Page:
A survey revealed that undercooked burgers are often sold in Hong Kong

More than 40 percent of restaurants in Hong Kong serve undercooked burgers if asked, according to a survey.

The Center for Food Safety in Hong Kong (CFS) interviewed more than 1,000 restaurants selling burgers, including fast food and table service restaurants in 2021. Undercooked burger patties were more likely to be served at higher-priced restaurants.

So-called gourmet-style burger restaurants have become a trend in the country. Some sell less than fully cooked burger patties which taste and feel different than the good version.

Outbreaks of foodborne illness associated with undercooked burgers or ground beef have been reported both abroad and domestically. When minced, bacteria such as Escherichia coli and salmonella can be mixed from the surface of the raw meat all over the whole meat pie. Without thorough cooking, they can survive indoors.

On-site results

After face-to-face interviews and visits to 24 restaurants, officials found that some food handlers believed that poor quality beef patties could be eaten undercooked. Since they believed that well-done burger patties were inferior in terms of juiciness, texture and flavor, some were not cooked well to meet customer demand. The majority of food handlers were unaware of safe internal combinations of temperature and time.

Most of the staff did not use a food thermometer to check for doneness but relied on indicators such as texture and colour. When temperatures were measured on site, all medium and medium sized burgers were undercooked, as they did not achieve any of the safe combinations of temperature and time.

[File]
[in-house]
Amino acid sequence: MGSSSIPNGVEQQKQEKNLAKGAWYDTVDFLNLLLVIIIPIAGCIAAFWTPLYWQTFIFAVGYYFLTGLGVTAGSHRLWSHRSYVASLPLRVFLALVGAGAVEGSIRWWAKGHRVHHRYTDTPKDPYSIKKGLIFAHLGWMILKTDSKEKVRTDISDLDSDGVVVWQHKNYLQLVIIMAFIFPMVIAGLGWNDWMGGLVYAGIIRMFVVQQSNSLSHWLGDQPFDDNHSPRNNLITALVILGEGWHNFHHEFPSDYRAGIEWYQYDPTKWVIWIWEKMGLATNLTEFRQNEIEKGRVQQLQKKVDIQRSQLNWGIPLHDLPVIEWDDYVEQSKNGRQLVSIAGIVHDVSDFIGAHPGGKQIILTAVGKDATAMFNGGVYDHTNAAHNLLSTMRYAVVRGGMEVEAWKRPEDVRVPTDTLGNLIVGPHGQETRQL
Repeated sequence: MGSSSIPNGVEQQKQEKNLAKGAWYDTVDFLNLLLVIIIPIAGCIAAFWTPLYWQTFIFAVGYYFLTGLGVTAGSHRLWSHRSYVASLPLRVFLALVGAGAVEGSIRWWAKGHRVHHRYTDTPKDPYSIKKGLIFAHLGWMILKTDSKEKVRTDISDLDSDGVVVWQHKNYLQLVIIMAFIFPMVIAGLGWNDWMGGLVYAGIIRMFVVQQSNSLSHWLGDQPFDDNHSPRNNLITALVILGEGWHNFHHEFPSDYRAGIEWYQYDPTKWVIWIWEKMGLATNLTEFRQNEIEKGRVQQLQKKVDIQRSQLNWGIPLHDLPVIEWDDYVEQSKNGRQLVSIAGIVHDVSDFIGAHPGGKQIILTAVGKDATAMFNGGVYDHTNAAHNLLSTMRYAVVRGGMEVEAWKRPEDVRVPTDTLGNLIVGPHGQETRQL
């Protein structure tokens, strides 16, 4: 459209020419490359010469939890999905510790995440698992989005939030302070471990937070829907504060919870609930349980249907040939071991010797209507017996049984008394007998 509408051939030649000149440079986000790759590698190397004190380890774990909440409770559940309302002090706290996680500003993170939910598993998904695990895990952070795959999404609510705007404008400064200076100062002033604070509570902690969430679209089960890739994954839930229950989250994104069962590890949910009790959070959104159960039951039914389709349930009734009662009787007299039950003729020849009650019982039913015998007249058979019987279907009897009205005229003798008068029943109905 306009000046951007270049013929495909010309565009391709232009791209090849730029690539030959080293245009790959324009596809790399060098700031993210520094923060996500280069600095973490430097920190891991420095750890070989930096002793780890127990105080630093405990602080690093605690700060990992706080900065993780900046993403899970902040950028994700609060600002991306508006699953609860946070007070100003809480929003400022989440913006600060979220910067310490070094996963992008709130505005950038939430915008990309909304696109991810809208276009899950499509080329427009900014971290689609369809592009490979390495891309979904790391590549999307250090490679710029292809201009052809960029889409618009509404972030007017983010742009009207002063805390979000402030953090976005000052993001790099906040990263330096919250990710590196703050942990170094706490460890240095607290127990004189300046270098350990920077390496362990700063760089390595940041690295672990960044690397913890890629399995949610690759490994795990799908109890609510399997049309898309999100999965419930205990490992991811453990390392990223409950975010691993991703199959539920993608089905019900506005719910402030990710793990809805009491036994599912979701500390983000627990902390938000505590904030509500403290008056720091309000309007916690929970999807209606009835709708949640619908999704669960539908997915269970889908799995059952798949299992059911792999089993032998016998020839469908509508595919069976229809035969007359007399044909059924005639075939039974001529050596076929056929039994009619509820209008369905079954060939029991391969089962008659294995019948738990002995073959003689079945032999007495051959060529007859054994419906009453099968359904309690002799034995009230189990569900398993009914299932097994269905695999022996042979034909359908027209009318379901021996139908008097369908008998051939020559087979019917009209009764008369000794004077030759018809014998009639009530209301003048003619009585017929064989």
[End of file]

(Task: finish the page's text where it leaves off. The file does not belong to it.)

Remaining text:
When restaurants were asked to prepare well-cooked burgers, about a fifth were found to be undercooked. This could put at risk customers who inadvertently ate an undercooked burger. Other food handlers overcooked their patties when asked to make an overcooked burger. This explains why they thought a well-cooked burger was dry and diners would reject it.

CFS said employees should use a food thermometer to ensure the core temperature of food has reached a safe level for a specified period. When ordering burgers in restaurants, consumers are advised to order that it is well prepared. If the restaurant serves a burger that is undercooked, they should send it back to be well cooked.

Unrelated outbreaks

The Food Standards Agency (FSA) also recently consulted on revised guidelines for undercooked beef burgers. Eighteen comments were received and some questioned the agency’s position.

The Hong Kong Food Safety Center also reported four outbreaks of the disease in June. One affected five men and six women, ages 14 to 70, and was linked to steamed oysters or lobster. The food was contaminated with Vibrio paraemolyticus and Norovirus. Another involved three women between the ages of 21 and 36 caused by Scombrotoxin (histamine) in tuna steaks.

One salmonella outbreak affected four people between the ages of 3 and 51 and was suspected to have been caused by roast pork and egg fried rice. Another also infected four people between the ages of 25 and 46 and was linked to tiramisu, which contains raw eggs.

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